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Maui Shark Attack Leaves Woman Injured

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Maui is a beautiful vacation destination for tourists from around the world. The beaches are the main reason to visit, but one beach in particular was closed this past weekend after a nasty shark attack.

The Maui News reports that a 51-year-old woman from California was the victim of a shark attack over the weekend. The beaches near Makena Landing Beach Park were closed on Saturday after the attack. They remained closed until Sunday.

Fire Service Chief Lee Mainaga told the The Maui News that the attack happened about 20 yards offshore on Saturday afternoon. The shark that attacked the unnamed woman was estimated to be between 10 and 12 feet long. The species of the shark, however, is still not known.

Thankfully, the victim will be just fine. She suffered puncture wounds on her right inner thigh and some lacerations to the front and back to her right hand after pushing the shark away. She’s lucky she got away with only that as some sharks tend to be pretty aggressive about holding on to a potential meal.

Despite their aggressive nature, sharks are usually docile when left unprovoked. It’s relatively easy to avoid shark attacks as well by following a few simple rules. For instance, avoid swimming at dawn, dusk or night as these are prime feeding times for various shark species. It’s also important to not wear bright clothing or shiny jewelry as this can also attract sharks.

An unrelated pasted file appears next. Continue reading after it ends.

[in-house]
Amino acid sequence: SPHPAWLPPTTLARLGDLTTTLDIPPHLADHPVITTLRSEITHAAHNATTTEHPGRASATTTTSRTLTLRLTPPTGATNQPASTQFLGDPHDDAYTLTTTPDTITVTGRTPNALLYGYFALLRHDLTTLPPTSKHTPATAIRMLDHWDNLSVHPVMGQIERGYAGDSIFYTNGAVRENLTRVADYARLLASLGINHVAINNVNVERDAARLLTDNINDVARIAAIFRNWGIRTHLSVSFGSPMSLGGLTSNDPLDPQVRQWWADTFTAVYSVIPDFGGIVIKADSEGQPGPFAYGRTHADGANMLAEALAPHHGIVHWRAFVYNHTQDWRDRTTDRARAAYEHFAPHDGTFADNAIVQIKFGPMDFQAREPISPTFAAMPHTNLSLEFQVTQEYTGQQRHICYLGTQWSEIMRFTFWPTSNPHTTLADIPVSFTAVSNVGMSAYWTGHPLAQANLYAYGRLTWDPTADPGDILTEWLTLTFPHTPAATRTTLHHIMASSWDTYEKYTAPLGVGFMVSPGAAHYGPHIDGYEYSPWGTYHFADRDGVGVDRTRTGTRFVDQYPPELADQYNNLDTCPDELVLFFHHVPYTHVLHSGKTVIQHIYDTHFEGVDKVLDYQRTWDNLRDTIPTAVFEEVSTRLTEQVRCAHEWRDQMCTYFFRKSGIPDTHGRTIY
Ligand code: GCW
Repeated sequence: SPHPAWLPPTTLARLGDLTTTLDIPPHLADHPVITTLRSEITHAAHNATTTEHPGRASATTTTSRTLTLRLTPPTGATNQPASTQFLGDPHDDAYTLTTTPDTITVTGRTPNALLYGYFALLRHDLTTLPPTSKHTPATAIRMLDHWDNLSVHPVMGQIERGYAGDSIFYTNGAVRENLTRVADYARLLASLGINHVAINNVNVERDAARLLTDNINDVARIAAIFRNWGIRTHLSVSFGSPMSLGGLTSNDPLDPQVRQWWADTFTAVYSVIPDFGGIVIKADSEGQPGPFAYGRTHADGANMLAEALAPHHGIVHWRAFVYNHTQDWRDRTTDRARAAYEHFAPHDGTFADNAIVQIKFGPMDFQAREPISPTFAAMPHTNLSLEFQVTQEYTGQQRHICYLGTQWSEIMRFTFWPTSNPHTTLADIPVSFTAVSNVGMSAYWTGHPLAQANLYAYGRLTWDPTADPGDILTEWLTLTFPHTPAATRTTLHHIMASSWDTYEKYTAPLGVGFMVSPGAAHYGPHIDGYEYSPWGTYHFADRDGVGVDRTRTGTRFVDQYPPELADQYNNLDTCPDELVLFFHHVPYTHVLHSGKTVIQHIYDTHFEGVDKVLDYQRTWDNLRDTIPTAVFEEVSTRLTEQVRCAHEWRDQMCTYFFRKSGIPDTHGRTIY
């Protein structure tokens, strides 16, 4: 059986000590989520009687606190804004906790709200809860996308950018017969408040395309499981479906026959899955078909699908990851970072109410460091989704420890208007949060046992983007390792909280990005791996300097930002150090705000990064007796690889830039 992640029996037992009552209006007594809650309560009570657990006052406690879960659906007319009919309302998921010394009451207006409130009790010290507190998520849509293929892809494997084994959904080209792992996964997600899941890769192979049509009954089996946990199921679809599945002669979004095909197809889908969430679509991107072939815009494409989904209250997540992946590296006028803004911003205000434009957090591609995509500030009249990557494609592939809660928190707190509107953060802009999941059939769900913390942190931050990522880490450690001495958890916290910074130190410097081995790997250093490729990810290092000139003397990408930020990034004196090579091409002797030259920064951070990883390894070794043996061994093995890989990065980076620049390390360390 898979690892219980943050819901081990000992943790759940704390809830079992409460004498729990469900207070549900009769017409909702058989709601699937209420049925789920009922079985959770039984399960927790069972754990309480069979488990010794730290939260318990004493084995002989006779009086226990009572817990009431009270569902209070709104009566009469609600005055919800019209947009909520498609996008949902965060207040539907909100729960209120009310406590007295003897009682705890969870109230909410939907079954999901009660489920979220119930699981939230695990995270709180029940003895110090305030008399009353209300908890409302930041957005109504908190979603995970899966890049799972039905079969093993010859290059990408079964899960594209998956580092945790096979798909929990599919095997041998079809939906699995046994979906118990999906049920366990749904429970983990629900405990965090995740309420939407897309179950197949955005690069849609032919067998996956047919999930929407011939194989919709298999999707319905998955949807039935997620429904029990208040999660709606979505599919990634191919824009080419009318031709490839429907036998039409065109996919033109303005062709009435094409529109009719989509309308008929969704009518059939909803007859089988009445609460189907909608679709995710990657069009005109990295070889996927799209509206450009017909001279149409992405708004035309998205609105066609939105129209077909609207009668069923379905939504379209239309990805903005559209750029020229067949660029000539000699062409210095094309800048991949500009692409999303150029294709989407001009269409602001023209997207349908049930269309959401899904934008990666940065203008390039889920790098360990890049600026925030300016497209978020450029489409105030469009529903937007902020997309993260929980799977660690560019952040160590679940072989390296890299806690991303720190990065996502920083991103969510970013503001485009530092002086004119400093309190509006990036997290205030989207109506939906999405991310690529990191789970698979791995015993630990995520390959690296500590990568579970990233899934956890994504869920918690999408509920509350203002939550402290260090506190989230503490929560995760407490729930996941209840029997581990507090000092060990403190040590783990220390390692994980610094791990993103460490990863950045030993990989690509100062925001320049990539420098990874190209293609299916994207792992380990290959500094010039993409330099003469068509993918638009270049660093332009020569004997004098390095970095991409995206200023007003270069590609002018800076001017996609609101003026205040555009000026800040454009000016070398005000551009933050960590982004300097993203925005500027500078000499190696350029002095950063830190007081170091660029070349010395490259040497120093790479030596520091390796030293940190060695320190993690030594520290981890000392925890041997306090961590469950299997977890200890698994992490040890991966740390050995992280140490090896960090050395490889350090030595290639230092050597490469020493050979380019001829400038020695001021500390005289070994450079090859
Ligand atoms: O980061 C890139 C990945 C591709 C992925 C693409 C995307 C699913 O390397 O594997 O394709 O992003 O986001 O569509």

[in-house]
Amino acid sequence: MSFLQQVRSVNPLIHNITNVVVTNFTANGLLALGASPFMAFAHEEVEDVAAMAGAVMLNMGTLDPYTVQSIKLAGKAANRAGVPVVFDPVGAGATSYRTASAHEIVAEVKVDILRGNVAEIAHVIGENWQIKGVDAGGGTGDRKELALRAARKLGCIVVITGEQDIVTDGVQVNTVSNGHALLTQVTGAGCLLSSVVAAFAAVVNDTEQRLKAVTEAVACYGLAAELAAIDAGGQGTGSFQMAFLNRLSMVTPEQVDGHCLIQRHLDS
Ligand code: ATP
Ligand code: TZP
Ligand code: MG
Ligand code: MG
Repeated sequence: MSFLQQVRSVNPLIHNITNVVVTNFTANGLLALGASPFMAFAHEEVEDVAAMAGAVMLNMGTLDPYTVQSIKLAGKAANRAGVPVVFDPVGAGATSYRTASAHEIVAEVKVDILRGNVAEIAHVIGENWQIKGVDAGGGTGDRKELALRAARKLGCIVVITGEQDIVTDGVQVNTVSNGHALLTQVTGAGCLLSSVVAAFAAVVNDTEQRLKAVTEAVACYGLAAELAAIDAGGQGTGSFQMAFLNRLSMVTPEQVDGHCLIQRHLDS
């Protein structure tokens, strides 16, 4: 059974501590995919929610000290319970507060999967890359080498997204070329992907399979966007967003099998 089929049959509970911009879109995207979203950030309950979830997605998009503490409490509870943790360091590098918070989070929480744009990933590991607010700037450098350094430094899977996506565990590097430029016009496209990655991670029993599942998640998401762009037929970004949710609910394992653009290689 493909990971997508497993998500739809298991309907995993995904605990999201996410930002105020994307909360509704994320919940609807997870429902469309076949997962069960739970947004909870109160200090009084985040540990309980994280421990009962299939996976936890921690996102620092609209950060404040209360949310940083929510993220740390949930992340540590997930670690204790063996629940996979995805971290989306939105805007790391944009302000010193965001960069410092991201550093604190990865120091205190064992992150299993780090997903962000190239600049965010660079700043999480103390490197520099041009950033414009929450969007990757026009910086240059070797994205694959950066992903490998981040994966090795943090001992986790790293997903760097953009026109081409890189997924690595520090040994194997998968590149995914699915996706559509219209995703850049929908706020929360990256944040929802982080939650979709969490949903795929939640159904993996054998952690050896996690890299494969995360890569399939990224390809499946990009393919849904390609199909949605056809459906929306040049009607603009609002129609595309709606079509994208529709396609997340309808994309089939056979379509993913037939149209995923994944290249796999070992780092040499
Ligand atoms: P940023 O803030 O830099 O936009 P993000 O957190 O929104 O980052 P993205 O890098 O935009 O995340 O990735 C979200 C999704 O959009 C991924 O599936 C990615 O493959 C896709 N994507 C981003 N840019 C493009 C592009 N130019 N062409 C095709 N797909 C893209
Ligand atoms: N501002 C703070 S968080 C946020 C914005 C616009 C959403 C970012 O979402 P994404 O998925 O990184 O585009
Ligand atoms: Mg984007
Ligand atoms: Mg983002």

Shark attacks are incredibly rare, but the media and various films have made people more afraid of them then they need to be. Keeping the above rules in mind should keep you safe from any potential shark attacks in the near future.

[Image: Pterantula/Wikimedia Commons]

Maui Shark Attack Leaves Woman Injured
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  • billy

    it would help if you would say what time of the day attack happened so we can see if your “easy steps to avoid” are true.

    • Susan

      his saying “3pm broad daylight” was not a clue to time of day?

  • dh

    saw it happen.
    happened at 3 pm in bright sunshine – in clear water, 50 ft visibility. Wearing a black wet suit, no jewelry. snorkeling in front of a park in a “beginners” snorkeling area.
    you can’t prevent all accidents – when dealing with predators in their habitat.
    you can lessen your chances by following certain guidelines – but no guarantees.

  • susan witz

    thank you for this info about the attack. I’m a snorkeler and that part of Maui is great for turtle watching. I usually wear a black wet suit with no jewelry…always avoid dawn & dusk…like you say, there are no guarantees…

  • dave

    I had written a posting on a windsurfing site due to a shark encounter in Kanaha – I think this much shark activity grouped in the same time period on different sides of the island may point to a food shortage for the tiger sharks. They are supposed be nocturnal – both her attack and my encounter happened at 3:00pm in clear water with 20 yards of shore. See the link for my post written days before her attack.

    http://www.iwindsurf.com/forums/viewtopic.php?t=25547

    • Eric Nelson

      I saw a 10 to 12 FT Tiger while snorkeling off of Cam 1 on December 28th 2012 (today). It swam in front of me in about 15 FT of water out by the vertical buoy (to the south of the lifeguard station). It continued following the shore line heading South. I was about 75 yards from shore and there was one other swimmer near by. The shark obviously could hear our splashing but seemed not to be overly curious as it did not approach either of us. The shark clearly saw me and was approximately 20 yards away as it passed by.

      I notified other swimmers in the area and the life guards. What is the write thing to do in this situation. Should a person yell to swimmers about seeing a 800 LB Tiger just passing through.

      I had seen turtles and one sting ray just prior to the sighting at 12:30 PM.

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